Modalism lies behind the illustration that the one God is three in the same way that I am one person who is a husband to my wife, a father to my daughter, and a pastor to my congregation.  The popular object lesson that compares the Trinity with water can run the risk of teaching modalism, too.  Just as H2O can be a liquid, solid, or gas, so the illustration goes, God is Father, Son, and Holy Spirit.  But we don’t usually think of H2O as existing in all three states at once.  So as not to mislead people, the best way to use this object lesson is to have a glass of cold water with an ice cube in it and plastic wrap over the top to catch the water vapor.  That way, all three states are present at once, just as all three persons are present at once in the Trinity.

How can we illustrate the fact that the one God has, not just three parts, but three persons?  Grotesque images of a three-headed monster or Siamese triplets joined at the heart come to mind!  But Scripture gives us some better ways to picture God as three persons.  In Genesis 1:27, God creates human beings in his own image.  What is that image?  The very next lines say that God created them as male and female, then commissions them to have children (1:27, 28).  Genesis 2:24 follows up, telling us that husband and wife join together to become one flesh.  How does marriage “image” God?  It shows us how two persons can be united as one by their love for each other, a love so powerful that it takes the form of a third person – a child who is itself for nine months united as one with its mother.  Like every other metaphor, this one has its limits: each member of the Trinity has always existed, and God is not a sexual being. But as long as we respect the metaphor’s limits, it can help us see how three persons can be united as one God.

Another classic illustration based on family relationships draws on the story of Abraham.  Genesis 24 records how Abraham sends his most trusted servant to get a wife for his son Isaac.  The servant travels far and returns with the lovely Rebekah.  In the same way, God the Father sends his Spirit into the world to bring Jesus, the Son of God, the church as his bride.

This emphasis on God as three distinct persons has begun to influence popular culture.  The Matrix film trilogy included the characters Neo (a young man who fulfills prophecy by saving his people), Morpheus (a father-figure to Neo), and Trinity (a young woman who helps Neo and even brings him back from the dead).  Likewise, William Young’s bestselling novel, The Shack, allegorizes God the Father as a black woman and the Holy Spirit as an Asian woman alongside of Jesus.  As with modalism, though, we have to be careful not to push things too far.  If modalism falls into the trap of claiming, “1 God = 1 person,” the opposite trap is to think, “3 persons = 3 Gods.”  This trap is tritheism, or “three god-ism.”  In Geoffrey Chaucer’s book The Canterbury Tales, one character tells a tale that shows the trouble with tritheism: Long ago and far away, two warriors fell in love with the same girl.  The warriors chose to settle the issue with a duel.  On the morning of the duel, the first warrior went to the temple of Venus, goddess of love, and prayed that she would give him victory so he could win the girl he loved.  The second warrior prayed to Mars, god of war, for help in defeating his rival.  The girl herself prayed at the temple of Diana, the virgin goddess, saying (more or less), “O Diana, you know I really don’t love either of these guys!  Please work things out so I can stay a virgin and devote myself to your temple.”  You see the problem: how can three different gods with three different specialties and agendas ever agree as to the outcome of the duel?  The result is divine gridlock!  The Trinity is not like that: the three persons together make up only one God with one plan, one will, and one moral character, who together share one life in such a radical way that each person of the Trinity doesn’t exist on his own, but only in relationship with the other two.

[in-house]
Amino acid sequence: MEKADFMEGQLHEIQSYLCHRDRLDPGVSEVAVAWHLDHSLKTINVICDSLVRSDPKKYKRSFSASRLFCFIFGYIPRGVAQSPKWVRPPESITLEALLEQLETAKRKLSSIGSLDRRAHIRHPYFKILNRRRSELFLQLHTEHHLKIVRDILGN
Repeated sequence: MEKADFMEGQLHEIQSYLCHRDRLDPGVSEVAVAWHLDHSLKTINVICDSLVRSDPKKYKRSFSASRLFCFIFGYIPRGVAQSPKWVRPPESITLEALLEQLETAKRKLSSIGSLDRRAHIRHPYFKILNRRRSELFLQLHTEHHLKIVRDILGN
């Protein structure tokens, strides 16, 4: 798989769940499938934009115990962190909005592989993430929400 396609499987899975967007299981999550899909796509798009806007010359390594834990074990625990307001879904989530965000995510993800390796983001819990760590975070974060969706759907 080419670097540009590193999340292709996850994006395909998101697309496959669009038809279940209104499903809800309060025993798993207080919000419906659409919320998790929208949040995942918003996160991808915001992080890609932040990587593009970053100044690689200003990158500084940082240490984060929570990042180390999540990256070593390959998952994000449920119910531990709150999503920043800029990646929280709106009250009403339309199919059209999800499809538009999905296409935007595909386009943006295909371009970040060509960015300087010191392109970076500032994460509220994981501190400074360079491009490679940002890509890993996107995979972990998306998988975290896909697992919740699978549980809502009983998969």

One Last Word About the Three.  Along with my other roles, I also teach theology at a Bible college.  Each year, I ask my students if they’ve ever heard a sermon on the Trinity.  Very few tell me that they have.  If belief in the one God as three persons is a vital part of our Christian faith, then why aren’t we proclaiming it more?  I suspect that part of the problem lies in our own uncertainty about how to understand and explain our belief.  It’s my hope that the metaphors I’ve shared will equip us all – pastors, teachers, parents, and the rest of us – to think and speak more clearly about the One who is, as the hymn says, “God in three persons, blessed Trinity.”


And our hope for you is firm, because we know that just as you share in our sufferings, so also you share in our comfort.” 2 Corinthians 1:7

Wednesday, September 3, started off with lab work and then a 90 minute wait for the CT scan. Unlike many of the patients around us, Lois didn’t struggle with drinking the “glow juice” but the area was crowded and we ended up sitting on a window ledge for a long time. At 11 am we found a cafeteria serving baked potatoes with all the fixins’ and Lois was relieved to be able to eat something.

“Hurry up and wait” seemed to be the word for the day as we waited in the oncology clinic for another 90 minutes.  Both Drs. Iyengar and Halfdanarson walked into the exam room at different times and started with similar words: “Finally we have some good news!”